The Batemans Bay Bushwalkers have completed six walks over the past few weeks. Rain caused two walks to be cancelled. While rain does not deter the walkers, it can cause conditions on the hike to become treacherous. The Club takes its safety seriously. In the lead up to a scheduled walk, conditions will be monitored and if there are any concerns the walk will be cancelled, as was the case with the two walks that did not proceed
Walks completed included a 10km medium hike in a small pocket of state forest adjacent to North Narooma. This area had not previously been explored by the Batemans Bay Bushwalkers. It was unfortunate to see that the area has been used a car dumping ground but the walkers managed to escape the interfering hand of man by leaving the main tracks and cutting through the bush to the mining area. This consists of several horizontal shafts, as well as some concrete structures probably used as footings for machinery. There are also 2 areas of vertical shafts, fenced in to prevent people from falling in.
A few days later, thirteen walkers met at Barlings Beach to complete a 15km medium hike. The Walkers headed inland along Bevian Rd, keen to see how the bush was recovering from the fires, whilst sighting an echidna, a camel, various birds and dodging heavy vehicles en route to Rosedale Beach.
Two easier walks in the Broulee Island and Mossy Point area were enjoyed by lots of club members covering distances of 8.5kms and 6 kms respectively.
Inland, nine club walkers explored the bushfire ravaged Mogo State Forest in search of Monkey Rock – a granite outcrop with an obvious face. This hike included lots of bike tracks, old forest roads, creek crossings and hills. Navigation was tricky but as the Club has GPS mapped the walk they were able to successfully find their way.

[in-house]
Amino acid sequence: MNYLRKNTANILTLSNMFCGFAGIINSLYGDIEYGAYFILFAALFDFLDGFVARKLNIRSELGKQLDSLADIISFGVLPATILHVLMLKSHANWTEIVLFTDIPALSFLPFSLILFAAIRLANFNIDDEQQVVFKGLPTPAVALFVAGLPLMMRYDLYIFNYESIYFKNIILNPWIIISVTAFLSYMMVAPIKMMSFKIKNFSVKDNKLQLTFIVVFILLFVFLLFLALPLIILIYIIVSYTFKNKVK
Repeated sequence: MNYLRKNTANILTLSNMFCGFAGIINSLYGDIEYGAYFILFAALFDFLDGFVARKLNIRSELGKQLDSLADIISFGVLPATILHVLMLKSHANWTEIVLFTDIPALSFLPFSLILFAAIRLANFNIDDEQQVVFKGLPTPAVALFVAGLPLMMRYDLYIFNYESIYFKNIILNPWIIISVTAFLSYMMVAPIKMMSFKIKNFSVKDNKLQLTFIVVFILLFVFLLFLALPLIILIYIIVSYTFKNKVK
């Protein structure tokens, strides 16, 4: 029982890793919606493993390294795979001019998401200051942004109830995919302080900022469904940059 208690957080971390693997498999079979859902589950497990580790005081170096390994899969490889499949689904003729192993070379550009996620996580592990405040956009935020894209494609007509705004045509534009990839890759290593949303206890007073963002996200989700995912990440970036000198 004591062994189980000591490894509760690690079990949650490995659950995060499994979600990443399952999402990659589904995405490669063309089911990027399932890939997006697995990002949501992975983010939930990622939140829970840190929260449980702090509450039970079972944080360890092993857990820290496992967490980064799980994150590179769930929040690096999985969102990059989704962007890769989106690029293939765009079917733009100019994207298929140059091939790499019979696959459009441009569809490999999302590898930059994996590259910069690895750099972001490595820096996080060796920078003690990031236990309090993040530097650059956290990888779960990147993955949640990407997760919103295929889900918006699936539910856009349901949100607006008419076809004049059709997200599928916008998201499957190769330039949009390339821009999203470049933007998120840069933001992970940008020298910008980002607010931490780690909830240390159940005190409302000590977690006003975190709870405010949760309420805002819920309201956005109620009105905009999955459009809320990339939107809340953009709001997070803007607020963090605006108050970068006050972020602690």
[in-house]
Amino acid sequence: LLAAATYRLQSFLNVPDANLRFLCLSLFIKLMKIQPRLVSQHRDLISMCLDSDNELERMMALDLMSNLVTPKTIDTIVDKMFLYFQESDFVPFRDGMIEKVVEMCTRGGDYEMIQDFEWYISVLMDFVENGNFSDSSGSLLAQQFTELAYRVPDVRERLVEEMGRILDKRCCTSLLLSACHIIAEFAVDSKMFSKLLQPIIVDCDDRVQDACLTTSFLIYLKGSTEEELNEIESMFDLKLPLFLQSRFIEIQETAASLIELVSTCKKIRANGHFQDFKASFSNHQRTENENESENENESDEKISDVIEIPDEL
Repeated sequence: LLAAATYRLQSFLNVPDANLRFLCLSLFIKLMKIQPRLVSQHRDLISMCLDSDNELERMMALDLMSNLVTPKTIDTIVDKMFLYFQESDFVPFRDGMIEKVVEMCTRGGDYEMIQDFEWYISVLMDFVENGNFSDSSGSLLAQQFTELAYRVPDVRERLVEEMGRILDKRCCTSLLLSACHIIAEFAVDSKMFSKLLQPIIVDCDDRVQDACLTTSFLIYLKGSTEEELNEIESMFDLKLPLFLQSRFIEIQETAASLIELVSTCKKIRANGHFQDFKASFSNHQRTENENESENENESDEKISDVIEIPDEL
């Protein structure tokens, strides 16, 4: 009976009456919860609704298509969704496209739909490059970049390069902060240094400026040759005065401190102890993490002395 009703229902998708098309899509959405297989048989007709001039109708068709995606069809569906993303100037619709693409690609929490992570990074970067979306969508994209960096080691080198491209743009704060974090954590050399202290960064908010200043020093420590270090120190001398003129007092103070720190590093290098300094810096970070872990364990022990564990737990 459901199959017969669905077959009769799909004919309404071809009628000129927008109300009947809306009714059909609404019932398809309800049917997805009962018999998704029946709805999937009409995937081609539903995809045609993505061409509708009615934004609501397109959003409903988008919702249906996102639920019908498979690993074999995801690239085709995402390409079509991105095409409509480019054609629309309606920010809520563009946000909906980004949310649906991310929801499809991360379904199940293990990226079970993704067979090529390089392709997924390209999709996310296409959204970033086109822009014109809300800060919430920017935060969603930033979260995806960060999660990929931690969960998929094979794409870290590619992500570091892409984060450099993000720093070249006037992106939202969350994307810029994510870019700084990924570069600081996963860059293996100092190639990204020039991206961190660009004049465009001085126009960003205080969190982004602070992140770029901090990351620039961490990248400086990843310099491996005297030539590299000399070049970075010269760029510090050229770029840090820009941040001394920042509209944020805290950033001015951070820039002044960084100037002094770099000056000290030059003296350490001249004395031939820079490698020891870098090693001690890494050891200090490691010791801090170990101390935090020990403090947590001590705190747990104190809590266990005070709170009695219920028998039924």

Heading north, a number of bushwalkers left from the Durras ocean boat ramp using forest and back-tracks to Myrtle Beach on a 9km medium hike. They then dropped onto the basaltic black sands of Dark Beach. The geologically inclined Walk Leader waxed enthusiastically over the unique geological features of this area which marks the Southern tip of the Sydney Basin. Indeed, combined with striking coastal scenery, the coastline geology here make this a fascinating day out. A fair amount of rocky scrambling followed until the group reached the “leap of faith” where a dike intrusion has been eroded away leaving the sea foaming beneath the bushwalkers feet. At low tide this is more like a step than a leap – but it is followed around the headland by more interesting geology.
The Batemans Bay Bushwalkers have a shared goal of finding, exploring and enjoying the natural secrets of our corner of Australia. Come and join the fun by becoming a member – visit www.baybushwalkers.org.au for details on how to join.
Chris Mercer on the Barlings Beach walk - happy to find an old raincoat in her backpack
Lesley Strange and Geoff Mitchell social distancing on Mossy Point headland
Karen Gilmour taking on the “leap of faith” on the Durras hike
Judi Rimmer, Pat Retter, Niamh Lane, Gillian Howell, Stephanie Simko with Barry and Kaye Brown in the background - finding some shade for a break from the 30 degree heat